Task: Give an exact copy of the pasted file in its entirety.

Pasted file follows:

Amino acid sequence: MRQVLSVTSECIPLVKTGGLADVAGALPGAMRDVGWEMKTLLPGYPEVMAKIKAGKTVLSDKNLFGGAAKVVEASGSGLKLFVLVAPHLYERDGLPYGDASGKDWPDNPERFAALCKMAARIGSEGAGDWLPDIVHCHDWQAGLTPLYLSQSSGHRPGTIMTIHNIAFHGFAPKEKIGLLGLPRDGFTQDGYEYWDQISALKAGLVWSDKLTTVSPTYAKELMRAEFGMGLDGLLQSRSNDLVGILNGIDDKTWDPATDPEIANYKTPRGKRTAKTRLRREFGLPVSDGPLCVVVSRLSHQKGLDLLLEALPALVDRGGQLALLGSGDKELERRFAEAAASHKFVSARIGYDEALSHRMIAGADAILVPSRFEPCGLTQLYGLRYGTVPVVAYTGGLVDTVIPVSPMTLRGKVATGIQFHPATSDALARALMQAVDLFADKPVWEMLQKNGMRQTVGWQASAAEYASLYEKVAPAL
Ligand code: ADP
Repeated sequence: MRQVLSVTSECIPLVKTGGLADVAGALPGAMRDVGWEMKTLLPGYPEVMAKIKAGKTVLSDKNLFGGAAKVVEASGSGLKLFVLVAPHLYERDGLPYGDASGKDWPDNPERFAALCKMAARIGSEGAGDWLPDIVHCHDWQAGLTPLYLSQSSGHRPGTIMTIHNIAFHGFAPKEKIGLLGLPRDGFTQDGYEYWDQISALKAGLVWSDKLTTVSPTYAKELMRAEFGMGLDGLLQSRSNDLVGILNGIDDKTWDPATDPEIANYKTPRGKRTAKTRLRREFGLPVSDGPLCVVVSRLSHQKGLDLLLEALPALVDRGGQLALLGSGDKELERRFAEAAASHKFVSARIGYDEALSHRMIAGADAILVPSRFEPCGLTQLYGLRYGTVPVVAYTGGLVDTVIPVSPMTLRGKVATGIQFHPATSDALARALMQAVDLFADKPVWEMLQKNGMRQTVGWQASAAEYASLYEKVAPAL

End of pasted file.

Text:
Amino acid sequence: MRQVLSVTSECIPLVKTGGLADVAGALPGAMRDVGWEMKTLLPGYPEVMAKIKAGKTVLSDKNLFGGAAKVVEASGSGLKLFVLVAPHLYERDGLPYGDASGKDWPDNPERFAALCKMAARIGSEGAGDWLPDIVHCHDWQAGLTPLYLSQSSGHRPGTIMTIHNIAFHGFAPKEKIGLLGLPRDGFTQDGYEYWDQISALKAGLVWSDKLTTVSPTYAKELMRAEFGMGLDGLLQSRSNDLVGILNGIDDKTWDPATDPEIANYKTPRGKRTAKTRLRREFGLPVSDGPLCVVVSRLSHQKGLDLLLEALPALVDRGGQLALLGSGDKELERRFAEAAASHKFVSARIGYDEALSHRMIAGADAILVPSRFEPCGLTQLYGLRYGTVPVVAYTGGLVDTVIPVSPMTLRGKVATGIQFHPATSDALARALMQAVDLFADKPVWEMLQKNGMRQTVGWQASAAEYASLYEKVAPAL
Ligand code: ADP
Repeated sequence: MRQVLSVTSECIPLVKTGGLADVAGALPGAMRDVGWEMKTLLPGYPEVMAKIKAGKTVLSDKNLFGGAAKVVEASGSGLKLFVLVAPHLYERDGLPYGDASGKDWPDNPERFAALCKMAARIGSEGAGDWLPDIVHCHDWQAGLTPLYLSQSSGHRPGTIMTIHNIAFHGFAPKEKIGLLGLPRDGFTQDGYEYWDQISALKAGLVWSDKLTTVSPTYAKELMRAEFGMGLDGLLQSRSNDLVGILNGIDDKTWDPATDPEIANYKTPRGKRTAKTRLRREFGLPVSDGPLCVVVSRLSHQKGLDLLLEALPALVDRGGQLALLGSGDKELERRFAEAAASHKFVSARIGYDEALSHRMIAGADAILVPSRFEPCGLTQLYGLRYGTVPVVAYTGGLVDTVIPVSPMTLRGKVATGIQFHPATSDALARALMQAVDLFADKPVWEMLQKNGMRQTVGWQASAAEYASLYEKVAPAL